Two collision-induced absorption features of oxygen have been investigated by means of the laser-based cavity ring-down technique at pressures between 0 and 1000 hPa and at temperatures in the range 184–294 K. Peak cross sections, resonance widths and integrated cross sections, as well as spectral profiles, have been determined for the broad O2O2–O2O2 resonances centered at 477 and 577 nm. Results are compared with previous measurements to establish an updated temperature dependence for the cross sections of both resonances, yielding integrated cross sections, that exhibit a minimum near 200 K and that increase in a near-linear fashion in the atmospherically relevant range of 200–300 K. A significant increase in the widths of the resonance profiles upon temperature increase is firmly established. Parameters and temperature-dependent trends for the shape and strengths of the resonances are produced, that can be implemented in cloud retrieval in atmospheric Earth observation.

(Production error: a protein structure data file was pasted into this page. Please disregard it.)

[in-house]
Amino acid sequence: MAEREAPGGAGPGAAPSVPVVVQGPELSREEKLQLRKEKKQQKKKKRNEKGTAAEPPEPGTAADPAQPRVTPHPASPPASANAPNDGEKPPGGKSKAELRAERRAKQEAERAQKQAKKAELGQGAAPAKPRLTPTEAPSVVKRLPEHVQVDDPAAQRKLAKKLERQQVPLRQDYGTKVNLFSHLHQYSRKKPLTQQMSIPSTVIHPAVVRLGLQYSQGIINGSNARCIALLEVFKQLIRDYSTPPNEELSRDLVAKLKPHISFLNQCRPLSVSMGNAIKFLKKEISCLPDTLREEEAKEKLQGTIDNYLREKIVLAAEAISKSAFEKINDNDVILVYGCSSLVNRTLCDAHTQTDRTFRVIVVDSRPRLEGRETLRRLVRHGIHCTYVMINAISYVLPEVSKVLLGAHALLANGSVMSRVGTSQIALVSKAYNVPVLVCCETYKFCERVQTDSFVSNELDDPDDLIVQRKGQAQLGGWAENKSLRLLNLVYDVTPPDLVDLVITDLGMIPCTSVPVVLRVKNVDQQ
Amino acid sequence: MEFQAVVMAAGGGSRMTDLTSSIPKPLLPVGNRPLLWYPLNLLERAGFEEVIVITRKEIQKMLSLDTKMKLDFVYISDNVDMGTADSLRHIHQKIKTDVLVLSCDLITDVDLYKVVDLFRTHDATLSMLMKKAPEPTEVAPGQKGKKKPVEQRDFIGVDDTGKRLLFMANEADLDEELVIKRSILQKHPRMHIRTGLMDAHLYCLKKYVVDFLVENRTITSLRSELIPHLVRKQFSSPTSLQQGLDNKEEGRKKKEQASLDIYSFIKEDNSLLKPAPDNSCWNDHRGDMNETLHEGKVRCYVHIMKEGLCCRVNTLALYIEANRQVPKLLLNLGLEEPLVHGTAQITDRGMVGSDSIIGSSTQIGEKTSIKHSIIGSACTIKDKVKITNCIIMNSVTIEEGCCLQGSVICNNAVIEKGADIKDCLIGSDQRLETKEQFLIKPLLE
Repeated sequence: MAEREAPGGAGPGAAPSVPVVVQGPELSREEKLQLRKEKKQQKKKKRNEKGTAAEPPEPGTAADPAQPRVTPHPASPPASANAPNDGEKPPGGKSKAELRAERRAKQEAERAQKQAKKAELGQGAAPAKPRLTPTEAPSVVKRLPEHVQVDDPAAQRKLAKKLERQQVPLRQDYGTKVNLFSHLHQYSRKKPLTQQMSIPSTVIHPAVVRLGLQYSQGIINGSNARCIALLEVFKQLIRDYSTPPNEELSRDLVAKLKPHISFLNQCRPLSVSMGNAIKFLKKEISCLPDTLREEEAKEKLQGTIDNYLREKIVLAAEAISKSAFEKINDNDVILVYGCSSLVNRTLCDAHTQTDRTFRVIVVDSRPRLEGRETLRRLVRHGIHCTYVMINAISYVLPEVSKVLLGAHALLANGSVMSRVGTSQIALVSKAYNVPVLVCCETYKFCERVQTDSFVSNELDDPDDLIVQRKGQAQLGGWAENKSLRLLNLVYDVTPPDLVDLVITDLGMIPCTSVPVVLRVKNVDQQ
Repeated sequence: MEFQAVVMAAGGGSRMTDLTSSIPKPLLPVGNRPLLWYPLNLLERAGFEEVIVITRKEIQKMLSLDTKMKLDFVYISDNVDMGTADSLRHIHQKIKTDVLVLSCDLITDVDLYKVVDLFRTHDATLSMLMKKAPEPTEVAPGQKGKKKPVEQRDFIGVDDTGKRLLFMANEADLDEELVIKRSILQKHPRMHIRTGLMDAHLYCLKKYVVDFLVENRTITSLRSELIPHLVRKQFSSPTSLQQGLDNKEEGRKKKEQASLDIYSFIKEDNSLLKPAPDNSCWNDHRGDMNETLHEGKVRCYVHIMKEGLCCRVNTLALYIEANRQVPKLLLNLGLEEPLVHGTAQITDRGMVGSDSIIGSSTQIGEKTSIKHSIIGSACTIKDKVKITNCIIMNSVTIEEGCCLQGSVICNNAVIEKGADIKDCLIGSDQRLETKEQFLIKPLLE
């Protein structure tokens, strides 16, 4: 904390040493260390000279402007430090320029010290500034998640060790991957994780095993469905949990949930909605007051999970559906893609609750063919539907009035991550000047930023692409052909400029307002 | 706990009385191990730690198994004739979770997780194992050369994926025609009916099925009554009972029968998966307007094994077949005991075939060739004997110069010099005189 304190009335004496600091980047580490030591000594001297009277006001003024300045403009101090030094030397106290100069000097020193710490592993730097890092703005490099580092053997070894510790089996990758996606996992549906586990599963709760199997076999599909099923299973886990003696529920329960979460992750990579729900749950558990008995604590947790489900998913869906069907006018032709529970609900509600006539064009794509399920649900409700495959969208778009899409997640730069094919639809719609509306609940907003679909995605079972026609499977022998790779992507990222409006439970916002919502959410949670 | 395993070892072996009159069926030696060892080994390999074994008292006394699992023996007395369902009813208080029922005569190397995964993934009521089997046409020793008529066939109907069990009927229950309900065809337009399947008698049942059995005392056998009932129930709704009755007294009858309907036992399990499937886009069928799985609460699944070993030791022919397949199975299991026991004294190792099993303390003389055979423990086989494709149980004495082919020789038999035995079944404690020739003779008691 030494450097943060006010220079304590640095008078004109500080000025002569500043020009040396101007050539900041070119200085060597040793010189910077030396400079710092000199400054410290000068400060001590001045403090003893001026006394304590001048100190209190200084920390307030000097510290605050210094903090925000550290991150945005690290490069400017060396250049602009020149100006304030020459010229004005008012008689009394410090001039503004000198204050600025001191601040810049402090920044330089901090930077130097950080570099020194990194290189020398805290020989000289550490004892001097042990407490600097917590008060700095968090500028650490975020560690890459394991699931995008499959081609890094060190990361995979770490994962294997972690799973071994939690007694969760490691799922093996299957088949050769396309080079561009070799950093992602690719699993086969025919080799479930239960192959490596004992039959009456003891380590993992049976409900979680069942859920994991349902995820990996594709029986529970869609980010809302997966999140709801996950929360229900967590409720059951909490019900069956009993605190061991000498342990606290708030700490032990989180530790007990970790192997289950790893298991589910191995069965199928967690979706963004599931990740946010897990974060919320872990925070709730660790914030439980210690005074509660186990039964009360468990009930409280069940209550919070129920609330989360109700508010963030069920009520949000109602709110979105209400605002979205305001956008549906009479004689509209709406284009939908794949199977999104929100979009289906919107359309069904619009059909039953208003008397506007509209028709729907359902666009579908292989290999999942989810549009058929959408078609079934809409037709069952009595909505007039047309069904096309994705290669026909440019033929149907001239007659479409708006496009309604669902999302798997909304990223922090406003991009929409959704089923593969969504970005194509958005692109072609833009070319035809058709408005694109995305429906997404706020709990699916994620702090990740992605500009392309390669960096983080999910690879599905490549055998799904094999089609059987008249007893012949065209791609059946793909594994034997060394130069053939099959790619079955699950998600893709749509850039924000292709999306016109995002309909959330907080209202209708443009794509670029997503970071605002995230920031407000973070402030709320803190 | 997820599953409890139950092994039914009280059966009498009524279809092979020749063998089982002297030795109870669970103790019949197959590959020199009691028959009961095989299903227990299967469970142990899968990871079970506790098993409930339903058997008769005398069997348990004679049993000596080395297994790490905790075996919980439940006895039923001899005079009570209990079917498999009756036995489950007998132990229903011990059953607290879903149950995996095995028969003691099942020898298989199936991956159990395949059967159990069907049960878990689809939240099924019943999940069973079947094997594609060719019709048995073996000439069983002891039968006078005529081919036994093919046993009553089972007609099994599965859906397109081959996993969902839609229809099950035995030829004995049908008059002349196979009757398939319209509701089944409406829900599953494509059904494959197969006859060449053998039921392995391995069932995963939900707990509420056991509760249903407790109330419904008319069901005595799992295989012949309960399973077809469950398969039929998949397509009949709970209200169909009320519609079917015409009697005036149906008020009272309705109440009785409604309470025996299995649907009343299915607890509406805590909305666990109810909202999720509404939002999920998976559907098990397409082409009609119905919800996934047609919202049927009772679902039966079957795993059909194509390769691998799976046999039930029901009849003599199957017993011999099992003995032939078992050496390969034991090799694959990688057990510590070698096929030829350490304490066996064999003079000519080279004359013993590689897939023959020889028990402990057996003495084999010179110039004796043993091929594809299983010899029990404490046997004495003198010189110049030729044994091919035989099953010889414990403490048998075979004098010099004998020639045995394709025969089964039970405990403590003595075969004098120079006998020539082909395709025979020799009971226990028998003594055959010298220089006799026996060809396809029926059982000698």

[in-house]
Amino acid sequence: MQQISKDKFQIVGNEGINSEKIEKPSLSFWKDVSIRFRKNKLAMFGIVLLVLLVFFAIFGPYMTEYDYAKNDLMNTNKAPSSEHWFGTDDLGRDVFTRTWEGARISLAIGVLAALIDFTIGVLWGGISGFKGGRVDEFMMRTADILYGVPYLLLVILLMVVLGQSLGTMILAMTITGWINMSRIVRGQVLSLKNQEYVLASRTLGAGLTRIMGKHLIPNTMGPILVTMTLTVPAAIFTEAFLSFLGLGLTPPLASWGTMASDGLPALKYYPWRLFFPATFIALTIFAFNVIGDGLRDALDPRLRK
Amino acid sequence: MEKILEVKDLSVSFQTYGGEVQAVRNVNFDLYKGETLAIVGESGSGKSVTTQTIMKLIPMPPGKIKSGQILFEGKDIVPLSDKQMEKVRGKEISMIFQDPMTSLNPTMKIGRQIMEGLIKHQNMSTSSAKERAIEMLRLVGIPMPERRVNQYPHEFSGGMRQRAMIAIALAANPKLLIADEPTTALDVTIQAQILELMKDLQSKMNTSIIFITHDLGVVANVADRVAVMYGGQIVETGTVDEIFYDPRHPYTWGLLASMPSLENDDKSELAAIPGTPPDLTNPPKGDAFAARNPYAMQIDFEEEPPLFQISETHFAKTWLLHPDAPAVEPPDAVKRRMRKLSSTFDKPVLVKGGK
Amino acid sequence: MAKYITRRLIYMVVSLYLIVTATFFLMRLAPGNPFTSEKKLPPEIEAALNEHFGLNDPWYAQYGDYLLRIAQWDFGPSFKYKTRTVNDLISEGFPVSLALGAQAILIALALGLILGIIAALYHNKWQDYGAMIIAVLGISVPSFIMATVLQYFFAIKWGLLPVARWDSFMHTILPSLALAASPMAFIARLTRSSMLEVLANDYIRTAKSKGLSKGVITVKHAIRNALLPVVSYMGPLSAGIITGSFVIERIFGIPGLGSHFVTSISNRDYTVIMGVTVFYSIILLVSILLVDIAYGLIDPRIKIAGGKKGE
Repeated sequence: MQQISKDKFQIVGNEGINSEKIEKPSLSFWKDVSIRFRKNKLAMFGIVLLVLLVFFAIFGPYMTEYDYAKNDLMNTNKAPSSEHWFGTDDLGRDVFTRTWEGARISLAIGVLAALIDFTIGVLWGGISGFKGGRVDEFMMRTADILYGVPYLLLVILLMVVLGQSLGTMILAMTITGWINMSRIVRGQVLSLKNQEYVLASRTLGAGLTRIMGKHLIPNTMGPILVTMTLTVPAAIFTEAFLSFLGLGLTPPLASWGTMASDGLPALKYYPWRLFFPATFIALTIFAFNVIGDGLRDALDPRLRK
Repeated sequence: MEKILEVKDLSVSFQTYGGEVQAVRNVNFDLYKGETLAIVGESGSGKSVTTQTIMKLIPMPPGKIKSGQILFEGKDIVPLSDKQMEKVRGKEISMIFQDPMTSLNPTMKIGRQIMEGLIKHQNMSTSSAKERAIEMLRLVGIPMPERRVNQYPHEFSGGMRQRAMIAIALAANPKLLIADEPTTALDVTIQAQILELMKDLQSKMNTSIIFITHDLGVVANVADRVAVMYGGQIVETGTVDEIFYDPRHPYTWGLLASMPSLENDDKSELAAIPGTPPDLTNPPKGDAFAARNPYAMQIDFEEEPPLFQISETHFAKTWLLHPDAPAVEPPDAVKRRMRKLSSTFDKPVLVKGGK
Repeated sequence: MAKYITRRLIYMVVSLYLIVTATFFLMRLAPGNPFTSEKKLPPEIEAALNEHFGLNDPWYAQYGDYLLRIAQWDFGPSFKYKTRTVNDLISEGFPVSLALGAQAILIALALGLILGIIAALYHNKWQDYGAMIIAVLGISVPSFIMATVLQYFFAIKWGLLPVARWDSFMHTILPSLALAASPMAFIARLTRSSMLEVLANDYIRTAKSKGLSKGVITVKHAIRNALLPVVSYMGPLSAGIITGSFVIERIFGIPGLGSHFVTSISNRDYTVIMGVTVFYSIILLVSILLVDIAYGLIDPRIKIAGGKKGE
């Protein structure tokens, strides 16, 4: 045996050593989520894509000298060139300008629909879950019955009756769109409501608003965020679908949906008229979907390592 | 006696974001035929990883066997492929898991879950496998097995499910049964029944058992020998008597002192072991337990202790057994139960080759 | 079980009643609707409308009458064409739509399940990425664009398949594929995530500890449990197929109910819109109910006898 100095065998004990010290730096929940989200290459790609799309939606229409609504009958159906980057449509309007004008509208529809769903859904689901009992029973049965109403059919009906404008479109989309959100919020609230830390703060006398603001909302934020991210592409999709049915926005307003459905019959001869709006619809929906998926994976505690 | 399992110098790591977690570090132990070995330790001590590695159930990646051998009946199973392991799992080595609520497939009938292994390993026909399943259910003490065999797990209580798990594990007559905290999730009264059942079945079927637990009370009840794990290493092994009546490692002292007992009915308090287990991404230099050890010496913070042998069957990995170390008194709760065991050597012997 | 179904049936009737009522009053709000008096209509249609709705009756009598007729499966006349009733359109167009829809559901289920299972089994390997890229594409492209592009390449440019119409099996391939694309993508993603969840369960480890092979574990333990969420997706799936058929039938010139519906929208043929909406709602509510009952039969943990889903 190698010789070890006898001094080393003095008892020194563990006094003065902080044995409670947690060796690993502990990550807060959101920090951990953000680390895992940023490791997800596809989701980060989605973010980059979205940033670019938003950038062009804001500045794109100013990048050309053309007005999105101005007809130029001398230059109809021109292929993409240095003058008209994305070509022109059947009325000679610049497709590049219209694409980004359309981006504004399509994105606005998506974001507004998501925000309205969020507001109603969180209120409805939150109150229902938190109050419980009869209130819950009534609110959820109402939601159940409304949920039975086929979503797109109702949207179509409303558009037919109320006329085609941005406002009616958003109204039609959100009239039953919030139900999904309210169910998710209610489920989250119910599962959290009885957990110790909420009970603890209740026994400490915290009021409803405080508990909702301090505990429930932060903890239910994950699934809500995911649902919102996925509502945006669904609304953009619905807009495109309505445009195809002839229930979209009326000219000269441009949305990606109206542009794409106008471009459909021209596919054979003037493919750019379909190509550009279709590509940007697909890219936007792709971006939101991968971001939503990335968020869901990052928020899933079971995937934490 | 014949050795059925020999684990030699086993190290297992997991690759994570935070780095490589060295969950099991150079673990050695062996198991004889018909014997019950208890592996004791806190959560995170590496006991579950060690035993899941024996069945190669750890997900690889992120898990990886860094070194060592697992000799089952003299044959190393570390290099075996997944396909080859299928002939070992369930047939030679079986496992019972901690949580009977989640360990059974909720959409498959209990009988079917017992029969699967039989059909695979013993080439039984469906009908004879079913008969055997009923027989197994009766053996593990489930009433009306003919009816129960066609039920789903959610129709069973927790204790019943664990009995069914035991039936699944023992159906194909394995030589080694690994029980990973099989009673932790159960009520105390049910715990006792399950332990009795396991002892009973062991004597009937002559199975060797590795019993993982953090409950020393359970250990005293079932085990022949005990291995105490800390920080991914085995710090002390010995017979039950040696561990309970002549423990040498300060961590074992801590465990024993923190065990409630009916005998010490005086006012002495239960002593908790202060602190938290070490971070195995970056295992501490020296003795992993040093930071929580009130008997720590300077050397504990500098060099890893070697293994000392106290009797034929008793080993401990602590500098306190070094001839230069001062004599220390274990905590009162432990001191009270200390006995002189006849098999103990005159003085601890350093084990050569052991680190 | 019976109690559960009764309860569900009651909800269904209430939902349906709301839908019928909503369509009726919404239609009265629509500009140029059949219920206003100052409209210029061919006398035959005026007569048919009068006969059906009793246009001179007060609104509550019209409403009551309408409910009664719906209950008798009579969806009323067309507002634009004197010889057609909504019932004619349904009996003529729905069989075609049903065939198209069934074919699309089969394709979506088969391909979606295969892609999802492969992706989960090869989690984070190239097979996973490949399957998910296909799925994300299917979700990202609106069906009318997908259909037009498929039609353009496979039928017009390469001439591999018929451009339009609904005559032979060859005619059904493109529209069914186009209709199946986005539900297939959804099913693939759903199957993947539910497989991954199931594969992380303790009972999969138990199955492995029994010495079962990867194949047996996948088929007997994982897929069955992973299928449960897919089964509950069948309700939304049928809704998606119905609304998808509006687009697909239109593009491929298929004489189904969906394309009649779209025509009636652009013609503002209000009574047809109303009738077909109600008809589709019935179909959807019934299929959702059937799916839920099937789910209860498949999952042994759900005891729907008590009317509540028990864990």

he collision-induced absorption of oxygen in the 540–650-nm wavelength region has been measured at a pressure range from 0 to 730 Torr at T = 294 K. Pressure-dependent cross sections of the 𝑋 3∑+𝑔 + 𝑋 3∑+𝑔 → a 1Δg(v = 0) + a 1Δg(v = 1) and 𝑋 3∑+𝑔 + 𝑋 3∑+𝑔 → a 1Δg(v = 0) + a 1Δg(v = 0) transitions have been determined by means of cavity-ringdown spectroscopy. Contributions of the overlapping γ and δ bands of O2 have been evaded, and Rayleigh extinction has been taken into account.